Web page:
groups of amides are stabilized by the conjugation with nitrogen (equation (2)). Possible formation of various byproducts such as alcohols, ammonia and secondary amines is another difficulty.

Heterogeneous catalysis is one of the important applications of inorganic materials [1, 2]. Reduction reactions are one class of target reactions for heterogeneous catalysis and are widely used in both laboratory-scale organic synthesis and industrial processes [3–5]. Hydrogenation of amides produces amines that have been used in various fields such as pharmaceutical industries (equation (1)) [6, 7]. However, this reaction is rather difficult than other reduction reactions of carbonyl compounds, because the π-electrons in the carbonyl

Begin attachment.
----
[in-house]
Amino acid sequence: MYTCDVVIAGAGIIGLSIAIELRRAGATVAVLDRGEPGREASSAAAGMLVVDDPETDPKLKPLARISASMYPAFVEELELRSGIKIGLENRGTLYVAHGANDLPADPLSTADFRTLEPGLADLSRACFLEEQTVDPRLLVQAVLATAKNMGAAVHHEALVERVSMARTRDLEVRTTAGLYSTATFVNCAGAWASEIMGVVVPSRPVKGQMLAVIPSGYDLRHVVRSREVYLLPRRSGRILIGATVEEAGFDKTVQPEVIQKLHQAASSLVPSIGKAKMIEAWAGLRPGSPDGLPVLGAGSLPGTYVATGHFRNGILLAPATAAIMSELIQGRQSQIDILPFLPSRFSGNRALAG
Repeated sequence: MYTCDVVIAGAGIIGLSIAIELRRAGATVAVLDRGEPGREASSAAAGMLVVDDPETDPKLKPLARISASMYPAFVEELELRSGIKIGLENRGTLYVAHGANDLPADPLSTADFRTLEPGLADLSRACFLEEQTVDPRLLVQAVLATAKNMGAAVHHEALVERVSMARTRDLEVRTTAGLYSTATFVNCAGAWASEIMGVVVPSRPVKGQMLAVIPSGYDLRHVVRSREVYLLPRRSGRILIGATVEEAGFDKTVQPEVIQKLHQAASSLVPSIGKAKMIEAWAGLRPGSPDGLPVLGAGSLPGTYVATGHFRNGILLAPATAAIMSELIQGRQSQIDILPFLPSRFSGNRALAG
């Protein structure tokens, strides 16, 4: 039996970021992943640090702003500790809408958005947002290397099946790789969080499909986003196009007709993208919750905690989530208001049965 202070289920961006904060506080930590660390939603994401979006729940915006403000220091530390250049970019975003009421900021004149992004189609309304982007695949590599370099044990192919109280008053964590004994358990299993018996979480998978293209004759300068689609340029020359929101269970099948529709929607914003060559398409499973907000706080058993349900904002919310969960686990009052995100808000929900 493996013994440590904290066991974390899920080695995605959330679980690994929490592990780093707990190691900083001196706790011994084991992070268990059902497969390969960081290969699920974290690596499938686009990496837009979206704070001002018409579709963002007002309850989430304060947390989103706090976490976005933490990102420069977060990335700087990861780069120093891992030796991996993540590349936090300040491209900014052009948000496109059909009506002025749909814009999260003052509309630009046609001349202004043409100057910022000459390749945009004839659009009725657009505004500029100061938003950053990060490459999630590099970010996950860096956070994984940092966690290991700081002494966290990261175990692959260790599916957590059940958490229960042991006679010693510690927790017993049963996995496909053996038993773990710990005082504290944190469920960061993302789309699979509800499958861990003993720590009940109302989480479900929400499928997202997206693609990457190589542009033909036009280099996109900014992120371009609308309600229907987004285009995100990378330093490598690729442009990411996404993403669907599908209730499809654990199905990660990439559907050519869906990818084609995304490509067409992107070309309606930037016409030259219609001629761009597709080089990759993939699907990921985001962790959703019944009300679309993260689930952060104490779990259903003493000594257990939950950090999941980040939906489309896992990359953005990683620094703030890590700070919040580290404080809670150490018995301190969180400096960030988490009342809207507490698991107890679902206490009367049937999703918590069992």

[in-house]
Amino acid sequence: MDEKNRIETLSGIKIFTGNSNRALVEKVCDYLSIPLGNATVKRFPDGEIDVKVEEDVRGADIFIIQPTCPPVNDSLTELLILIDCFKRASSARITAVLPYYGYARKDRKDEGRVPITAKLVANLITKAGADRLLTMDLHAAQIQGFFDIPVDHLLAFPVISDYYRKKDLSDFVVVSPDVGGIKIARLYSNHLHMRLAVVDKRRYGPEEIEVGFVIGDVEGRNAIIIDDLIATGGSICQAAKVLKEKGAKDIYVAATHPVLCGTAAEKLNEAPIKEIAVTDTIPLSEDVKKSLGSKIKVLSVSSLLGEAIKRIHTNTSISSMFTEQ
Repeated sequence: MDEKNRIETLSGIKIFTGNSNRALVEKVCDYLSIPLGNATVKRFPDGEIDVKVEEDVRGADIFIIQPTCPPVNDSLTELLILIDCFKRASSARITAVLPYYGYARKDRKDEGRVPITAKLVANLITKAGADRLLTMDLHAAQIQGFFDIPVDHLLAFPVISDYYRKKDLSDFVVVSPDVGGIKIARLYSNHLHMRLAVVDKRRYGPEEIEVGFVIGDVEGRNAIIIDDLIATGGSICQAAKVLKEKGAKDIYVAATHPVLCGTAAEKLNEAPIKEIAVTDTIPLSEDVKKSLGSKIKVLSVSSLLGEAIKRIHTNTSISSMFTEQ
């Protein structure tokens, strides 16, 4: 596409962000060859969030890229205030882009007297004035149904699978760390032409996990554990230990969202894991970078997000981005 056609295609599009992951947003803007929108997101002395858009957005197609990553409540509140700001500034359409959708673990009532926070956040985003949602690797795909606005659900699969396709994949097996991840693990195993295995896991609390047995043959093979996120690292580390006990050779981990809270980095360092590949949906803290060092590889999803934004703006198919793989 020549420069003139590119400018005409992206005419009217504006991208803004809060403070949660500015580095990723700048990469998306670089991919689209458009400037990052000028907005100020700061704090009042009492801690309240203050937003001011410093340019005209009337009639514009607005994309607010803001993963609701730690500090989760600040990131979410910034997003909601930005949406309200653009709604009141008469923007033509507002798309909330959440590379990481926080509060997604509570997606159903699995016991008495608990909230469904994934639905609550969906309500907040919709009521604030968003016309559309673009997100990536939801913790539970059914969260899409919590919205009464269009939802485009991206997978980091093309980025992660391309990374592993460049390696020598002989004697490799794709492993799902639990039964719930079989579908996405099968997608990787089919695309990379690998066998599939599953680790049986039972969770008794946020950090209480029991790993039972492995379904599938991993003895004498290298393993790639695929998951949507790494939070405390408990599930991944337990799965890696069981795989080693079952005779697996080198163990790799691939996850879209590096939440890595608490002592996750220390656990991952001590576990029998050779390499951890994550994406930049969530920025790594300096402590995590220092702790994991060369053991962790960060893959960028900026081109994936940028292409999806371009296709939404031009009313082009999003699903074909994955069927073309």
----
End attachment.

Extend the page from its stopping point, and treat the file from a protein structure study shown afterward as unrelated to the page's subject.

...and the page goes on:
Conventionally, reduction of amides has been conducted non-catalytically with strongly reductive reagents such as LiAlH4. Problems with this conventional method include the difficult handling and cost of the reactive reagents and

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© 2015 National Institute for Materials Science

Sci. Technol. Adv. Mater. 16 (2015) 014901

Y Nakagawa et al